My wife was born on this date. Which made her father very happy. But long before that…
Samuel Nicholas was born in 1744. His father was a blacksmith and his uncle was the mayor of Philadephia. He attended the College of Philadelphia (now Penn) and became a Freemason.
Tun Tavern used to sit at the corner of King (Water) Street and Tun Alley. It was built by a Quaker merchant who had made a fortune in Barbados. The “Tun” in the name is a synonym for keg or barrel, and the Tun Tavern also had a secondary name, “Peggy Mullan’s Red Hot Beef Steak Club.” Wow, sounds like quite a place. It was commonly used to host large groups of people, like Freemasons.
As well as soldiers. On November 10, 1775, the Second Continental Congress had taken Nicholas’ recommendation to raise two battalions of soldiers to serve as amphibious infantry aboard naval vessels, with a resolution that declared, “That two battalions of Marines be raised consisting of one Colonel, two lieutenant-colonels, two majors and other officers, as usual in other regiments; that they consist of an equal number of privates as with other battalions, that particular care be taken that no persons be appointed to offices, or enlisted into said battalions, but such as are good seamen, or so acquainted with maritime affairs as to be able to serve for and during the present war with Great Britain and the Colonies; unless dismissed by Congress; that they be distinguished by the names of the First and Second Battalions of Marines.”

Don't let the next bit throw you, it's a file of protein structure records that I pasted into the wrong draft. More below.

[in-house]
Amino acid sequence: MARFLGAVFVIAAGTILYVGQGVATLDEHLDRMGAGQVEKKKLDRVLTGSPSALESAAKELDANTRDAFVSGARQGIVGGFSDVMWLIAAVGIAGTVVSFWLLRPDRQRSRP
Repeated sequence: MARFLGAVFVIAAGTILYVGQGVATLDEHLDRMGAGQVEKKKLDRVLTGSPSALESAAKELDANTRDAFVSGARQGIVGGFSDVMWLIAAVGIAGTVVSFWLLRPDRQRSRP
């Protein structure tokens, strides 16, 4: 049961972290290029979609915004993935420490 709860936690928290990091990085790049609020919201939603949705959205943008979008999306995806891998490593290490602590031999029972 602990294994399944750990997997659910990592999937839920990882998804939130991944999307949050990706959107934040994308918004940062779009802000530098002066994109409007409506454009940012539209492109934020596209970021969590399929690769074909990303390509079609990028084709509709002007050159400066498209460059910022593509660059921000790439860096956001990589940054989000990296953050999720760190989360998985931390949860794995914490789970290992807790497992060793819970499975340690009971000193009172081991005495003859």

Thus began – under Nicholas’ direction, within Tun Tavern – the Continental Marines.
The Marines served as a critical part of America’s forces throughout the Revolution, starting with their capture of Nassau, Bahamas, in March 1776, and including their participation in the critical Battles of Trenton and Princeton. After the war, the Continental Marines were disbanded, but in 1798, by an act of Congress, they were reformed as the United States Marine Corps.
Skip ahead to 1921. In the wake of World War 1, the Marines developed a historical section, with the goal of preserving and celebrating their origins and successes. On November 2 of that year, Commandant John A. LeJeune declared that thenceforth November 10 should be denoted as the birthday of the Marines, and celebrated throughout the Corps. Since that time, the day has been commemorated by various dances, mock battles, pageants and sporting events, and by a formal ball (begun in 1925), and a formal cake cutting ceremony (begun in 1952 and integrated into the Marine Drill Manual in 1956).
To every Marine around the world, November 10 is a glorious day. And no more so than for one particular Marine, Samuel Rea Low of Roanoke, Virginia, in one particular year, 1960. On that day, Rea and his wife Betty celebrated the birth of the United State Marine Corps, with a birth of their own: a daughter that they named Sara Marie.
For as long as I knew him, you could see how much that little twist of timing warmed his heart.
So here’s to November 10.
Happy Birthday Sara. Happy Birthday Marines.
Semper Fi, Rea.